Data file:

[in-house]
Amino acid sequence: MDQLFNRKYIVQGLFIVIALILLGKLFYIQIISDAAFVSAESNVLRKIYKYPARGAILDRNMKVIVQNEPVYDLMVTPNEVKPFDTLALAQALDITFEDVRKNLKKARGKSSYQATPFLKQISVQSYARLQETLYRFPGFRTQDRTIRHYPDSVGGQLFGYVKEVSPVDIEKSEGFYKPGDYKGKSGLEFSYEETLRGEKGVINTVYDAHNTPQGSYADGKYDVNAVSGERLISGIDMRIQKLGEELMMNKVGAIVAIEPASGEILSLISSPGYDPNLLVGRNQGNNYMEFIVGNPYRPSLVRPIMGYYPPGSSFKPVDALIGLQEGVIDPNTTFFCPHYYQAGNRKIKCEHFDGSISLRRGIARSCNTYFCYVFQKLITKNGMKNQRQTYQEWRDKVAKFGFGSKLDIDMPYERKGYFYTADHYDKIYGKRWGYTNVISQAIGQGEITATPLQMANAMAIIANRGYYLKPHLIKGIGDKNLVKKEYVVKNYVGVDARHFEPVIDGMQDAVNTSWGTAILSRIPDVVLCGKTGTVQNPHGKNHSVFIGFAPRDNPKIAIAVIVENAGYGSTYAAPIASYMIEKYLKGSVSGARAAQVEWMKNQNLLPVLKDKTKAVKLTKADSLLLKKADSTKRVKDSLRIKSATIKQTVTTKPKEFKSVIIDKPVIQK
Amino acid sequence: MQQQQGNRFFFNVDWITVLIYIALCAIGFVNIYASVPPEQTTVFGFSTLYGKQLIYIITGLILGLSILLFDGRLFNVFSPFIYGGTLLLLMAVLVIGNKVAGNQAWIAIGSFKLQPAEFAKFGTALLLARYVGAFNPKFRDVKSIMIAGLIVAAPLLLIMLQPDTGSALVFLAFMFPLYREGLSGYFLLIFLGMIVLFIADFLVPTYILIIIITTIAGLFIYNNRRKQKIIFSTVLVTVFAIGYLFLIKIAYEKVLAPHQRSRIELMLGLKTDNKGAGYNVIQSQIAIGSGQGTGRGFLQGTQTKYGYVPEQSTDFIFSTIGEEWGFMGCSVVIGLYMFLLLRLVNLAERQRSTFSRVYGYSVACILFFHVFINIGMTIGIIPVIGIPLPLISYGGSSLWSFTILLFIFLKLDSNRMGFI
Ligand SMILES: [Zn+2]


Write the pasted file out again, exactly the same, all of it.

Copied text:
[in-house]
Amino acid sequence: MDQLFNRKYIVQGLFIVIALILLGKLFYIQIISDAAFVSAESNVLRKIYKYPARGAILDRNMKVIVQNEPVYDLMVTPNEVKPFDTLALAQALDITFEDVRKNLKKARGKSSYQATPFLKQISVQSYARLQETLYRFPGFRTQDRTIRHYPDSVGGQLFGYVKEVSPVDIEKSEGFYKPGDYKGKSGLEFSYEETLRGEKGVINTVYDAHNTPQGSYADGKYDVNAVSGERLISGIDMRIQKLGEELMMNKVGAIVAIEPASGEILSLISSPGYDPNLLVGRNQGNNYMEFIVGNPYRPSLVRPIMGYYPPGSSFKPVDALIGLQEGVIDPNTTFFCPHYYQAGNRKIKCEHFDGSISLRRGIARSCNTYFCYVFQKLITKNGMKNQRQTYQEWRDKVAKFGFGSKLDIDMPYERKGYFYTADHYDKIYGKRWGYTNVISQAIGQGEITATPLQMANAMAIIANRGYYLKPHLIKGIGDKNLVKKEYVVKNYVGVDARHFEPVIDGMQDAVNTSWGTAILSRIPDVVLCGKTGTVQNPHGKNHSVFIGFAPRDNPKIAIAVIVENAGYGSTYAAPIASYMIEKYLKGSVSGARAAQVEWMKNQNLLPVLKDKTKAVKLTKADSLLLKKADSTKRVKDSLRIKSATIKQTVTTKPKEFKSVIIDKPVIQK
Amino acid sequence: MQQQQGNRFFFNVDWITVLIYIALCAIGFVNIYASVPPEQTTVFGFSTLYGKQLIYIITGLILGLSILLFDGRLFNVFSPFIYGGTLLLLMAVLVIGNKVAGNQAWIAIGSFKLQPAEFAKFGTALLLARYVGAFNPKFRDVKSIMIAGLIVAAPLLLIMLQPDTGSALVFLAFMFPLYREGLSGYFLLIFLGMIVLFIADFLVPTYILIIIITTIAGLFIYNNRRKQKIIFSTVLVTVFAIGYLFLIKIAYEKVLAPHQRSRIELMLGLKTDNKGAGYNVIQSQIAIGSGQGTGRGFLQGTQTKYGYVPEQSTDFIFSTIGEEWGFMGCSVVIGLYMFLLLRLVNLAERQRSTFSRVYGYSVACILFFHVFINIGMTIGIIPVIGIPLPLISYGGSSLWSFTILLFIFLKLDSNRMGFI
Ligand SMILES: [Zn+2]